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Discussion Starter #1
Car went into limp mode. Threw code p1747 epc solenoid short circuit. Grabbed my multimeter and checked the connector outside the transmission. Epc wires show 12v. Dropped the pan and checked the wires directly to the solenoid, read 12 volts. Replaced the solenoid, disconnected the battery for a few seconds, added a couple quarts of dex/Merc, Started the car and it goes back into limp mode after 2 seconds of mild revving. Could it be the ecm? Is there anything else I should've checked?
 

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FYI, should be Mercon V, not Dex/Merc.

Al
 

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It could be the ecm; you need an rms capable meter to read the epc, it's a pwm voltage.

If it's a 97, I'd guess ECM.
 

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Discussion Starter #5
Also, there's trans fluid in the connector outside the transmission, could that be the cause of the short?
 

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Yes, old transmission fluid can be conductive.

Clean it out with contact cleaner or throttle body cleaner, and fill it with dielectric grease.

It may fix it.

If it works, I'd change the fluid; Mercon V only, regular mercon will make it slip.
 

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Discussion Starter #7
Yes, old transmission fluid can be conductive.

Clean it out with contact cleaner or throttle body cleaner, and fill it with dielectric grease.

It may fix it.

If it works, I'd change the fluid; Mercon V only, regular mercon will make it slip.
Okay so I have a can of maf cleaner, I used that and some crc dielectric grease, clears the code and it came back. I'm gonna check the ECU next.. now, I did check the connectors with a multimeter and set it to 20v with the car off but set to run. Should I have done this differently?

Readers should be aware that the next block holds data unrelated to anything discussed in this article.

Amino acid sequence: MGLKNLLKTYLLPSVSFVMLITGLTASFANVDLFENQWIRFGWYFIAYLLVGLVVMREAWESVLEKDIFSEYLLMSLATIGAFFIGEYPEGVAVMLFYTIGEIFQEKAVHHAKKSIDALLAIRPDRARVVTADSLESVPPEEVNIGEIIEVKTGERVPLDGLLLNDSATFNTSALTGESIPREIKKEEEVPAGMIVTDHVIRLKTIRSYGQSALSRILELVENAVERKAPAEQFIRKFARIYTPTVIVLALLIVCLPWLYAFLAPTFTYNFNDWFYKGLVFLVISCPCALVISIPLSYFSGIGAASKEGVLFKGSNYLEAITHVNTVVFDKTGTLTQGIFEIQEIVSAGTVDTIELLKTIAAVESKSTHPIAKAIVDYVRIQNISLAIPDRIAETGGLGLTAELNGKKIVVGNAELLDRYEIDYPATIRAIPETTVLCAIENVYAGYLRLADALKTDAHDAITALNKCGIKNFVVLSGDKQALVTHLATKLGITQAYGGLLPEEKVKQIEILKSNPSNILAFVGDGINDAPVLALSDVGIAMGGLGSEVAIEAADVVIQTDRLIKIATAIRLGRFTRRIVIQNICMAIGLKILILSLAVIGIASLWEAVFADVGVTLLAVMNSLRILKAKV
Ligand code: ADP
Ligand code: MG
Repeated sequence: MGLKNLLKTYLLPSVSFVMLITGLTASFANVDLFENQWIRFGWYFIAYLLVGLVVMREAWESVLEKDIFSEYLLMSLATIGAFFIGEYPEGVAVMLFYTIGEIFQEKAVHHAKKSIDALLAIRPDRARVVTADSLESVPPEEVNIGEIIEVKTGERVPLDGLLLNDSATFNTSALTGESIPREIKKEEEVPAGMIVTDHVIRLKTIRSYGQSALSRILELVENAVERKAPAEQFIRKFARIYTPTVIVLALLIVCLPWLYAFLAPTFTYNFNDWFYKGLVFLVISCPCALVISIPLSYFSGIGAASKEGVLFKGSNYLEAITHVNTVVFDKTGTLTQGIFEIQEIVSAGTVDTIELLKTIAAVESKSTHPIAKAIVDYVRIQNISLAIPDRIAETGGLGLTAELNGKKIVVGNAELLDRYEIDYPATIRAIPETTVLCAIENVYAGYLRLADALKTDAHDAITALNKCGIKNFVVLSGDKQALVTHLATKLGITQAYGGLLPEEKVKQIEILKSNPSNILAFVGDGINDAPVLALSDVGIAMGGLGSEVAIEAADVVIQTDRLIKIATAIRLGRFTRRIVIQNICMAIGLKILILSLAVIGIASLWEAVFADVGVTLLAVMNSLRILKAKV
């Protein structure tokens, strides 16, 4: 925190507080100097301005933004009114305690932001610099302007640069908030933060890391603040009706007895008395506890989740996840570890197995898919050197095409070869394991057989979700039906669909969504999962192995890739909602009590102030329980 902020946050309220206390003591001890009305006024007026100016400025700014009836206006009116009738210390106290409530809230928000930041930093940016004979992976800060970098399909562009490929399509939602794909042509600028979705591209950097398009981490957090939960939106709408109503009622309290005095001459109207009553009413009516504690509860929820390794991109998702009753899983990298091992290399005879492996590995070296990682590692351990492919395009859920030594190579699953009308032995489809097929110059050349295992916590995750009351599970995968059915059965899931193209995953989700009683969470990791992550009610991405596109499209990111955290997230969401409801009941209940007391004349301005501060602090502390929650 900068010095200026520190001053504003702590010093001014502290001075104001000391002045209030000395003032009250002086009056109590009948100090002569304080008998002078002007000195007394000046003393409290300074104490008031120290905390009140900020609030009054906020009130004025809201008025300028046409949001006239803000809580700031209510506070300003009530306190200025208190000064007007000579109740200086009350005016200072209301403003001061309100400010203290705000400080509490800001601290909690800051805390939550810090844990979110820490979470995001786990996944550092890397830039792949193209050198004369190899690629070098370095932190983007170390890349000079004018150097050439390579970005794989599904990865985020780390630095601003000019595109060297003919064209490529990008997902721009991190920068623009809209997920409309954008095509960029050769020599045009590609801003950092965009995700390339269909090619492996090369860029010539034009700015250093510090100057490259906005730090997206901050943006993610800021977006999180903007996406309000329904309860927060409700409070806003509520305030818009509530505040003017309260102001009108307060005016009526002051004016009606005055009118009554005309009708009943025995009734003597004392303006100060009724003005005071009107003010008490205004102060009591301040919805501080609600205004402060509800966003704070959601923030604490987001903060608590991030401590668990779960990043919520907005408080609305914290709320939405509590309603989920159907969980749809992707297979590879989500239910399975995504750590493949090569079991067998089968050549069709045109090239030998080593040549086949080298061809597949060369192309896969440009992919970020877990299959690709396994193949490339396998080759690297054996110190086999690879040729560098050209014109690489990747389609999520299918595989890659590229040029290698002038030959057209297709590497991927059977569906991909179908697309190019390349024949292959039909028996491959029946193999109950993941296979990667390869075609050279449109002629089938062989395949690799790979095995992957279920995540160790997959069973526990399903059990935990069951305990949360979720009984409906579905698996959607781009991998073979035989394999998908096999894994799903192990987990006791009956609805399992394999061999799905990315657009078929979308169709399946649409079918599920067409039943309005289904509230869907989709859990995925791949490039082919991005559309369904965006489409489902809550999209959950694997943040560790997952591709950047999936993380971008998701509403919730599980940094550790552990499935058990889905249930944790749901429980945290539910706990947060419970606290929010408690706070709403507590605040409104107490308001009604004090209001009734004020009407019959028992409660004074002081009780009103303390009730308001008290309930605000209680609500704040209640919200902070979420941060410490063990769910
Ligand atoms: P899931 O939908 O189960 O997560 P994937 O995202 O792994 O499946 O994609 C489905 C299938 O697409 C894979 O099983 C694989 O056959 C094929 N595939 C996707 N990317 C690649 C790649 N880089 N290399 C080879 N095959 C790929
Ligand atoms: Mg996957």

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You are not going to measure the epc signal with it not running; Datalogging is your best bet at reading it, but connecting up the wires in a way you can watch them working while carefully driving is the only direct way.

Again, it's a pwm signal, so you need a meter that can read true rms. A cheap meter will read 12V (or 5v, I forget).

As it varies duty cycle, the pressure in the epc circuit changes.
 

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Discussion Starter #9
Okay, I found the issue. The transmission harness has a connector at the bottom of the transmission on the cross member. The connector is near the exhaust so it got hot and burnt up all the wires... here's the funny part though. It took me getting another Thunderbird to figure this out. I got a 97 tbird a couple days after posting this and was just gonna junk the 95. So I'm driving around and suddenly the 97 gets a flashing o/d light and harsh shifting (had torque converter shudder before I bought it but thanks to you guys i knew it was because of the fluid. Will never use anything besides mercon v again) I got the code p0720 oss circuit. I checked underneath the 97 and saw the harness mounted at the bottom of the cross member looked like a crackhead tried to eat it. So some electrical tape and dielectric grease later (I'll be replacing it with silicone don't worry) problem is fixed. Lightbulb.
 
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